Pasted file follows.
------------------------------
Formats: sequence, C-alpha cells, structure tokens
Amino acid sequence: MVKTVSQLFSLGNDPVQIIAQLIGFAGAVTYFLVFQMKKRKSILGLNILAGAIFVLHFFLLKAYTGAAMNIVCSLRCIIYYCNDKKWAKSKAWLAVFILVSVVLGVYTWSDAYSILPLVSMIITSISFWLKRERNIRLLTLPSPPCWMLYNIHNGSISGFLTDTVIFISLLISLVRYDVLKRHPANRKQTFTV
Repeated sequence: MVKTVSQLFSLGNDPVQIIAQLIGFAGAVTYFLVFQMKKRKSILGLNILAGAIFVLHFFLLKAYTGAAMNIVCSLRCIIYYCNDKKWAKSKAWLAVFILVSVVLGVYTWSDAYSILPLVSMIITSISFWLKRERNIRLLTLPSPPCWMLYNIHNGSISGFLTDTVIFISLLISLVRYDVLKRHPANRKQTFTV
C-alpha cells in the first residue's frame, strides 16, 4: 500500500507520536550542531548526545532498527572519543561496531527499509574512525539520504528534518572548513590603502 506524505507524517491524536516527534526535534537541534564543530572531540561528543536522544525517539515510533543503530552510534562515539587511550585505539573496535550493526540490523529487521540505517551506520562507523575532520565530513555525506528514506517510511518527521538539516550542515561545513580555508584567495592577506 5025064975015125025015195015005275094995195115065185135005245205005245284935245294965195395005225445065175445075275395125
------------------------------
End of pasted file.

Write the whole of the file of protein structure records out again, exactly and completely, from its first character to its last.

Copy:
Formats: sequence, C-alpha cells, structure tokens
Amino acid sequence: MVKTVSQLFSLGNDPVQIIAQLIGFAGAVTYFLVFQMKKRKSILGLNILAGAIFVLHFFLLKAYTGAAMNIVCSLRCIIYYCNDKKWAKSKAWLAVFILVSVVLGVYTWSDAYSILPLVSMIITSISFWLKRERNIRLLTLPSPPCWMLYNIHNGSISGFLTDTVIFISLLISLVRYDVLKRHPANRKQTFTV
Repeated sequence: MVKTVSQLFSLGNDPVQIIAQLIGFAGAVTYFLVFQMKKRKSILGLNILAGAIFVLHFFLLKAYTGAAMNIVCSLRCIIYYCNDKKWAKSKAWLAVFILVSVVLGVYTWSDAYSILPLVSMIITSISFWLKRERNIRLLTLPSPPCWMLYNIHNGSISGFLTDTVIFISLLISLVRYDVLKRHPANRKQTFTV
C-alpha cells in the first residue's frame, strides 16, 4: 500500500507520536550542531548526545532498527572519543561496531527499509574512525539520504528534518572548513590603502 506524505507524517491524536516527534526535534537541534564543530572531540561528543536522544525517539515510533543503530552510534562515539587511550585505539573496535550493526540490523529487521540505517551506520562507523575532520565530513555525506528514506517510511518527521538539516550542515561545513580555508584567495592577506 5025064975015125025015195015005275094995195115065185135005245205005245284935245294965195395005225445065175445075275395125